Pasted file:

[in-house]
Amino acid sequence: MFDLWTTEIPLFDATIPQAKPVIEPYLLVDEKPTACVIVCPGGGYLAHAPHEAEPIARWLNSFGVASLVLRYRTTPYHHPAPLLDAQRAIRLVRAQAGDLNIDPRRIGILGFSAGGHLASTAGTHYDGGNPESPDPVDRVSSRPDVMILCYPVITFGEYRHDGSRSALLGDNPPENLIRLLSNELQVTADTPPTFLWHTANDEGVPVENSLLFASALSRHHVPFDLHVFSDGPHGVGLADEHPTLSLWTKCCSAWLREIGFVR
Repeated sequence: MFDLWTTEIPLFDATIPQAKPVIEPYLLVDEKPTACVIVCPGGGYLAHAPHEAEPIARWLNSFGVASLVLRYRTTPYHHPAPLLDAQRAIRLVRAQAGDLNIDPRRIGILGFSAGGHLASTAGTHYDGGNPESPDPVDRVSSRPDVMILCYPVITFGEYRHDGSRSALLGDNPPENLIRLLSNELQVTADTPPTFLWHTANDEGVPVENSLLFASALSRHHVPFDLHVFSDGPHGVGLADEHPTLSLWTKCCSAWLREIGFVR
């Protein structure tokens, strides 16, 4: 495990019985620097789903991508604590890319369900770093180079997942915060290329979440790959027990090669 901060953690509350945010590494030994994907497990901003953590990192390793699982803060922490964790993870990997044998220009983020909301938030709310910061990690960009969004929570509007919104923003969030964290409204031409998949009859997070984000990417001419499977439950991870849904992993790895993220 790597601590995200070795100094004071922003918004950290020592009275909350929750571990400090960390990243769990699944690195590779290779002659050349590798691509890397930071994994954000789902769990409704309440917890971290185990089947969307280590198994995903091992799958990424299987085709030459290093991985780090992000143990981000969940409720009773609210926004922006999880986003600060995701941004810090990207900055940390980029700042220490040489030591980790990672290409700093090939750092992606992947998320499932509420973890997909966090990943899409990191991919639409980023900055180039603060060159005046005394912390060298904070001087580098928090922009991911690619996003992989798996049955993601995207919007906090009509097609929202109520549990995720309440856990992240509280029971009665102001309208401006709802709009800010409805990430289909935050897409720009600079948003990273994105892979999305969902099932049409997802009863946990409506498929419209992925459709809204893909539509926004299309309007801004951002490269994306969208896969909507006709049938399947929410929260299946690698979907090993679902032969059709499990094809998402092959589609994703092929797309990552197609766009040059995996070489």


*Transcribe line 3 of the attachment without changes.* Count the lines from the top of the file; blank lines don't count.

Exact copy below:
Repeated sequence: MFDLWTTEIPLFDATIPQAKPVIEPYLLVDEKPTACVIVCPGGGYLAHAPHEAEPIARWLNSFGVASLVLRYRTTPYHHPAPLLDAQRAIRLVRAQAGDLNIDPRRIGILGFSAGGHLASTAGTHYDGGNPESPDPVDRVSSRPDVMILCYPVITFGEYRHDGSRSALLGDNPPENLIRLLSNELQVTADTPPTFLWHTANDEGVPVENSLLFASALSRHHVPFDLHVFSDGPHGVGLADEHPTLSLWTKCCSAWLREIGFVR